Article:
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PostPosted: Wed Jun 29, 2016 11:57 am 
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The problem with trying to implement the time delay in analog is that the SNES /RESET already relies on a large (1k) resistor in series, and any other parts you add could adversely affect that.

Also it's tricky to get consistent RC time constants that slow. But I guess you could try R·C = 2sec, R≟1MΩ → C=2µF. I'd also be worried about designing something before you could test it. And at this small of a current you'll definitely have to use 74HC/AC/&c instead of 74LS/&c.


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PostPosted: Fri Jul 08, 2016 8:32 am 
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lidnariq wrote:
The problem with trying to implement the time delay in analog is that the SNES /RESET already relies on a large (1k) resistor in series, and any other parts you add could adversely affect that.


So what would the alternative to analog be? A microcontroller? I'm assuming a microcontroller could probably replace the 74'74 and add the delay, but programming for one is out of my league for now. The hold-reset-to-switch thing would be a nice touch, but I think I'll just keep it simple. The two games that I'm going to be switching between aren't actually games, they're utilities. So aside from it just being neat, there's no real point to go out of my way to try and implement the delay.

lidnariq wrote:
I'd also be worried about designing something before you could test it.


I'm definitely going to do a test build before I order the boards. I knew OSH Park was $5/sq-in, but I guess I wasn't thinking that even these small boards would be ~$30 each. And you have to buy three, so, ~$90!


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PostPosted: Fri Jul 08, 2016 11:11 am 
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Ziggy587 wrote:
So what would the alternative to analog be?
Just electrically isolating the two signals using an inverter or buffer, so that the time delay part isn't drawing any current from the SNES/RESET line.

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I'm definitely going to do a test build before I order the boards. I knew OSH Park was $5/sq-in, but I guess I wasn't thinking that even these small boards would be ~$30 each. And you have to buy three, so, ~$90!
Ouch. That's like early-2000s board house prices.

Have you considered one of the cheap chinese vendors like Seeed? 10 boards, ~$20 shipped, takes a month to get to you. ( http://pcbshopper.com/ )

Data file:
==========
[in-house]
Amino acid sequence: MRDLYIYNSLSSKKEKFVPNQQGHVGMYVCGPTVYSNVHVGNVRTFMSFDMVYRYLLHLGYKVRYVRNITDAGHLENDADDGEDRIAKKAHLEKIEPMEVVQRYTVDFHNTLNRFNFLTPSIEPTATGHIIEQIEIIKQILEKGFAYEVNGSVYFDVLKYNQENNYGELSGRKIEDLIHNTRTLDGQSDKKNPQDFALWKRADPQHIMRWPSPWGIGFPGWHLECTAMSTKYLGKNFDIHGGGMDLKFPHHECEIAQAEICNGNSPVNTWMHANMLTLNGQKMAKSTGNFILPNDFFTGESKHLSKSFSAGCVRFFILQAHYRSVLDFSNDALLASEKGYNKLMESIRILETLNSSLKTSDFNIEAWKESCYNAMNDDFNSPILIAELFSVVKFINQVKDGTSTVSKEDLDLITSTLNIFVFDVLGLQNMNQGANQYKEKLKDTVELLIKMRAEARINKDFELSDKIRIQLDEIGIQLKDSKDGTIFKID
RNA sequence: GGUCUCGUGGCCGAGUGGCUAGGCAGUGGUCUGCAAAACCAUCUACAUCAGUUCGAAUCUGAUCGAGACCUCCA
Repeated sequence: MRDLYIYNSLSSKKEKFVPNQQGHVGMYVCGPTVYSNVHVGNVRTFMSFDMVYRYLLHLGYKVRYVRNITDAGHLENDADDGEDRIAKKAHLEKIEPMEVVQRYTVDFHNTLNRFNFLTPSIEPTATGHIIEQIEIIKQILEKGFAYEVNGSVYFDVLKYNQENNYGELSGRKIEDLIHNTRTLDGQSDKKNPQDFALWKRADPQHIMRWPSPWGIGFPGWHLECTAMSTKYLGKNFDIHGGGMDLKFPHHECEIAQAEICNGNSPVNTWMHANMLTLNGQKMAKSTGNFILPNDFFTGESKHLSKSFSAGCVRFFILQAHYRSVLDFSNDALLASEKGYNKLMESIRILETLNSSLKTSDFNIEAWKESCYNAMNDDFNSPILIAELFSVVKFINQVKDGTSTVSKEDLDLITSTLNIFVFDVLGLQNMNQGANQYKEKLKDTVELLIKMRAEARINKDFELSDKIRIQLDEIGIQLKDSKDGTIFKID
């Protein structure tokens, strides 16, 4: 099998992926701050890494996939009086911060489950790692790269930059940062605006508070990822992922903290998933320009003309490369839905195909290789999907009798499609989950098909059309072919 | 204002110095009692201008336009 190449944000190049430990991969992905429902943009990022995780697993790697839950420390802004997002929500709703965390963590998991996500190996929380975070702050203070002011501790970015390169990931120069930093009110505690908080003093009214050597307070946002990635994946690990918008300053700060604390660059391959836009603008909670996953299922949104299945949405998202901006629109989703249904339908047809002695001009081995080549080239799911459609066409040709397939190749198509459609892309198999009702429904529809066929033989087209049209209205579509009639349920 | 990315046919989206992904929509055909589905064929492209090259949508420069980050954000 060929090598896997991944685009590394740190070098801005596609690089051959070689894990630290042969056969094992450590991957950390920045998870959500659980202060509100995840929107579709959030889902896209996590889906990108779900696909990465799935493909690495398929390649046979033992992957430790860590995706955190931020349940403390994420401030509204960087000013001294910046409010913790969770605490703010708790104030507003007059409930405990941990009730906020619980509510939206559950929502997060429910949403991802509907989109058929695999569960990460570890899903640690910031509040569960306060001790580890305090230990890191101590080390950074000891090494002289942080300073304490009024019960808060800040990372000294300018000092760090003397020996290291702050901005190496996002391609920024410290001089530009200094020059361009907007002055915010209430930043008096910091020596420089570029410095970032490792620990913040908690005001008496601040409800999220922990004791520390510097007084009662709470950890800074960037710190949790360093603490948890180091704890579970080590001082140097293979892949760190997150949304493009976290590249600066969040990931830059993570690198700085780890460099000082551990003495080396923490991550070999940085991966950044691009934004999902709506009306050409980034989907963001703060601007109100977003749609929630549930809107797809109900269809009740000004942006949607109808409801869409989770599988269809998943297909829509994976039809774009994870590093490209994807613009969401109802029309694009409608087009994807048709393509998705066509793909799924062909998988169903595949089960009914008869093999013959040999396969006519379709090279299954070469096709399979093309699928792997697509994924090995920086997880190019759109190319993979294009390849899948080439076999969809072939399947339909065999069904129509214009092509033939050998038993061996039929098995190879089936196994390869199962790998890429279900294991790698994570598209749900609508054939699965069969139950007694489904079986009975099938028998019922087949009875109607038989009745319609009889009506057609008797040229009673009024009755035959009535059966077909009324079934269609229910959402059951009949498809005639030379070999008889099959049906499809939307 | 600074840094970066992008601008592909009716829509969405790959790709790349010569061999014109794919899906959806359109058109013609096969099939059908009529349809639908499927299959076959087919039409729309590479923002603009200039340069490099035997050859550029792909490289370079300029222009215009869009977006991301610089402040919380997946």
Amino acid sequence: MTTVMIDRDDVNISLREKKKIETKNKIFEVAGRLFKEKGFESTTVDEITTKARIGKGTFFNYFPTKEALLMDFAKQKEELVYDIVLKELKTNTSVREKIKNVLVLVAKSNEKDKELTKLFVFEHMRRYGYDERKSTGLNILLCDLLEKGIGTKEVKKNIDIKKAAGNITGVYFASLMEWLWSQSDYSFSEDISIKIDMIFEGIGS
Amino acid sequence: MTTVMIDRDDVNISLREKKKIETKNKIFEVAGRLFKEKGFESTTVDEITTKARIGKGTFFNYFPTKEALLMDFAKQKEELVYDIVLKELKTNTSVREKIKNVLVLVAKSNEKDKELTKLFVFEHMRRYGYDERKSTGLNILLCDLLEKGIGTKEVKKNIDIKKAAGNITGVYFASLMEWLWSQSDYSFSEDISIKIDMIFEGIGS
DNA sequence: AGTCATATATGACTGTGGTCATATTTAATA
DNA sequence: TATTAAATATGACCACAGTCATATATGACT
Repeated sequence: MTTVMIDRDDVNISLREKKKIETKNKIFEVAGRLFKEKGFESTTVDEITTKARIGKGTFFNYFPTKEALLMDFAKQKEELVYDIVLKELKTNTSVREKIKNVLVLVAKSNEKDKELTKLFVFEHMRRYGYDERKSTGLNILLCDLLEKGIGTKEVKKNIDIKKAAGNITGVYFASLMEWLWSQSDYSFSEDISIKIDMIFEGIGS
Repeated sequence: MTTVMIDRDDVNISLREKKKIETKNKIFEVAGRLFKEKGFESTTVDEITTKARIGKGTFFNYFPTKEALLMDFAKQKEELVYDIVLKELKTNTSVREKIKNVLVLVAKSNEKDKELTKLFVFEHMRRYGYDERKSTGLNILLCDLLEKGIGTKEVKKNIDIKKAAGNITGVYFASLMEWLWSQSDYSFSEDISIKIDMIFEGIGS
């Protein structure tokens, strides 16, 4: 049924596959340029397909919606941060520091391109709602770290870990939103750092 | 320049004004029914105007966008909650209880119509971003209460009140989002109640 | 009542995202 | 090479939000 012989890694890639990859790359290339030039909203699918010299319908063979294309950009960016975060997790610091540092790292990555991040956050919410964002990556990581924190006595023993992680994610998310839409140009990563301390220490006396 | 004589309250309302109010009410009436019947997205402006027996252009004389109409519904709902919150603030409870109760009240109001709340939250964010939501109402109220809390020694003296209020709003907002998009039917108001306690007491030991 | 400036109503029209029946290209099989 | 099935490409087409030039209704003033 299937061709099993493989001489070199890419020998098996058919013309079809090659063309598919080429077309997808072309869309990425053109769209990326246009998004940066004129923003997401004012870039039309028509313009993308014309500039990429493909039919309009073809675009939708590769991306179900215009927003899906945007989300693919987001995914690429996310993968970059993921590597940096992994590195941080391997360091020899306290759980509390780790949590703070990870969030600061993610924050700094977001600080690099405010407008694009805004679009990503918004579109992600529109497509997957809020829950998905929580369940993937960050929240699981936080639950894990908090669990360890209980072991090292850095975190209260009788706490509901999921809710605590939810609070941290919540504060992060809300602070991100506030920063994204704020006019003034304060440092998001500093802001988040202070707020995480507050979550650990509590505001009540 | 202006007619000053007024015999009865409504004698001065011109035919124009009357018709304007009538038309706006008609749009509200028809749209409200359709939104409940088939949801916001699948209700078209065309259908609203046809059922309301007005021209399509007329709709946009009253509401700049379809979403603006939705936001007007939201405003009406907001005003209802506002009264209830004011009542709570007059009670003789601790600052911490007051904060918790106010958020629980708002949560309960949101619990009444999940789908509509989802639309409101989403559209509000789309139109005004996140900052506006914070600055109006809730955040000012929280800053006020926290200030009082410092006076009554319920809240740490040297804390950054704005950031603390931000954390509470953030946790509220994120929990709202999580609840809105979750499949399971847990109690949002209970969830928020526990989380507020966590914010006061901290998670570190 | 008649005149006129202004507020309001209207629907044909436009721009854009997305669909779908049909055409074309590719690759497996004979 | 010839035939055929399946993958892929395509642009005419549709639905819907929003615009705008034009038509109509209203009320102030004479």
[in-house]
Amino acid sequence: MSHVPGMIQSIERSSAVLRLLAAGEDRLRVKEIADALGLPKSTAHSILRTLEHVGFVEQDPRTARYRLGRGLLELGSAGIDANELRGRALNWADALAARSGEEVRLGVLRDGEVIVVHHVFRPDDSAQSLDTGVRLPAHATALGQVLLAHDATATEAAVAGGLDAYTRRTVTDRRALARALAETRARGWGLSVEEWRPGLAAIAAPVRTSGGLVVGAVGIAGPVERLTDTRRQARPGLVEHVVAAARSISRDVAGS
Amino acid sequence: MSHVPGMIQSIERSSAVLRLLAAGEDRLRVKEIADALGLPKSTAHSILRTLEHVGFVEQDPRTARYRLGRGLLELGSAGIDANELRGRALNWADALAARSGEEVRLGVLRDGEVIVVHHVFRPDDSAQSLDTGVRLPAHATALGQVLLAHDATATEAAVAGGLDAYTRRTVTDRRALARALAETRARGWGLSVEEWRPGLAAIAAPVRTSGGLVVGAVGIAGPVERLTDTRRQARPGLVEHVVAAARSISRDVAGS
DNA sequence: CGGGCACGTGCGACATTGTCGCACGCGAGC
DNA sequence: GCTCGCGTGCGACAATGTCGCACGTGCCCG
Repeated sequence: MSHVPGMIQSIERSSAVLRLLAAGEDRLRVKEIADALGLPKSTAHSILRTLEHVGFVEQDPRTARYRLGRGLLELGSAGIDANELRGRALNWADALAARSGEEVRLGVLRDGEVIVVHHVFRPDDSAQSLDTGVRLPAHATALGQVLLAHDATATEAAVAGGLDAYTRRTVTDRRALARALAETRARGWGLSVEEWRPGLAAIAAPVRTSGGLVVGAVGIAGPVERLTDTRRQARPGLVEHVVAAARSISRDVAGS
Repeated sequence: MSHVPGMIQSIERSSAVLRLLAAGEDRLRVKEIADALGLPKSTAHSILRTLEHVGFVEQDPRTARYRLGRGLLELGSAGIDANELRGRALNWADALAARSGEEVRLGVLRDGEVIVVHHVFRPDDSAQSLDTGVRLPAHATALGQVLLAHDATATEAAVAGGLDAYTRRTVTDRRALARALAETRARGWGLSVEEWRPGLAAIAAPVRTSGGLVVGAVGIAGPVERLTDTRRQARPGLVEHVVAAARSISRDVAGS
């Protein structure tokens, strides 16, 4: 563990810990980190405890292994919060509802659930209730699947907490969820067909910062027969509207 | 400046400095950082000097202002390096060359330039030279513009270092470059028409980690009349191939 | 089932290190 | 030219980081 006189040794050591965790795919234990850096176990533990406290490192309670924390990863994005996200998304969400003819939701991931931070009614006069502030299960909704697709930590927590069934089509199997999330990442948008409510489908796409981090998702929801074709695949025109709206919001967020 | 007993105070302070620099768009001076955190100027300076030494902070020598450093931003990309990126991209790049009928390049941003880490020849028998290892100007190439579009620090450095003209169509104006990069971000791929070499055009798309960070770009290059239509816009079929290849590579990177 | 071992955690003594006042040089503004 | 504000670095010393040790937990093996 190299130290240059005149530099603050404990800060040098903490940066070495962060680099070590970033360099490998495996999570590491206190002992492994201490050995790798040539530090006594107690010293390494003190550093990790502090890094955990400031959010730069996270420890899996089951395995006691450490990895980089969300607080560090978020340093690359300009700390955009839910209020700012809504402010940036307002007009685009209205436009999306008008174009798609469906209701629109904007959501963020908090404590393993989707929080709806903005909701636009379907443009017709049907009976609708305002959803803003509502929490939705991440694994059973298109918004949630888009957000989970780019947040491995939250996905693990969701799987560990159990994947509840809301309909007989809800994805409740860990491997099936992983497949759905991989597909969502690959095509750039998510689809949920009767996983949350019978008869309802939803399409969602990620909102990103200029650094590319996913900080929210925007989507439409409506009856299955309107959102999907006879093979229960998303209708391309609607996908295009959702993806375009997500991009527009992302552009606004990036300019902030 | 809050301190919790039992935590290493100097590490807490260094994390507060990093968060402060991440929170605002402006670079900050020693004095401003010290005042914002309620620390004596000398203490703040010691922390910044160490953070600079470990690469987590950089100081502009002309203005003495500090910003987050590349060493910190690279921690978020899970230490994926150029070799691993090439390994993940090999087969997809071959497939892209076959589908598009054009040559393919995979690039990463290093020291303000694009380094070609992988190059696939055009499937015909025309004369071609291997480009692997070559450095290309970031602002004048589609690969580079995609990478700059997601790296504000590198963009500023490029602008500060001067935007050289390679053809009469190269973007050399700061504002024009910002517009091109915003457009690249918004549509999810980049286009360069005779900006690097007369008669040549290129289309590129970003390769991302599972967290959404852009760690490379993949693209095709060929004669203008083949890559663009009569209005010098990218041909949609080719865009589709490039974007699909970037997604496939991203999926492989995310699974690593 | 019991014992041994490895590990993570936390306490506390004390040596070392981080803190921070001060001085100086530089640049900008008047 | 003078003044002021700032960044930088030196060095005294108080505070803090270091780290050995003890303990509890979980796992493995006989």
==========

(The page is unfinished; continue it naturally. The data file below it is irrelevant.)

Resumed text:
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PostPosted: Fri Jul 08, 2016 12:05 pm 
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lidnariq wrote:
Ouch. That's like early-2000s board house prices.


I was thinking about shopping around a little, especially since this will be my first board order, but I like what I'm seeing on OSH Park so far. Their prices include shipping, they ship in 12 days, and they're USA based (as am I) so I'll get them very quickly. They also have a $1/sq-in service, but it's a 150 square inch minimum.

edit: Hmm, I just put in the dimensions on PCB Shopper and it's showing that OSH Park is $30 for three boards ($10/ea) so maybe I misread something. Either that or PCB Shopper is wrong. OSH Park states "$5/sq-in for a set of three boards" which I interpreted as:

6 square inch × $5 × 3 = $90.

Seeed and others on PCB Shopper are showing some pretty hefty shipping charges and lead times, although I do realize those are just estimates.


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PostPosted: Fri Jul 08, 2016 1:11 pm 
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Ziggy587 wrote:
OSH Park is $30 for three boards ($10/ea) so maybe I misread something. Either that or PCB Shopper is wrong. OSH Park states "$5/sq-in for a set of three boards" which I interpreted as:

6 square inch × $5 × 3 = $90.
I'm pretty certain they mean "5$/in² of design, three instances"

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Seeed and others on PCB Shopper are showing some pretty hefty shipping charges and lead times,
Yeah, the shipping costs are noticeable but the PCBs are inexpensive, so it works out.

Although I'm a little surprised you're seeing higher prices; the lowest I'm seeing Maker Studio with $9.5 for 10× 10cm×5cm, $5.64 shipping, ETA 20 days.

Maybe the problem you're running in to is that the cheap board houses have a price point right at 5cm/10cm on each axis?


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PostPosted: Fri Jul 08, 2016 1:45 pm 
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lidnariq wrote:
I'm pretty certain they mean "5$/in² of design, three instances"


Looks like you're right. Elsewhere on the site they say, "For example, a 2 square inch board would cost $10 and you’d get three copies of your board." I guess I'm too used to ULINE, where you multiply the price each by the minimum quantity.

lidnariq wrote:
Although I'm a little surprised you're seeing higher prices; the lowest I'm seeing Maker Studio with $9.5 for 10× 10cm×5cm, $5.64 shipping, ETA 20 days.

Maybe the problem you're running in to is that the cheap board houses have a price point right at 5cm/10cm on each axis?


I was searching 4×1.5 inches, so ~10.16×3.8cm (rough estimate of one of my boards). I'm also searching with and without ENIG finish and double sided silk screen options as OSH Park includes both of those in their price.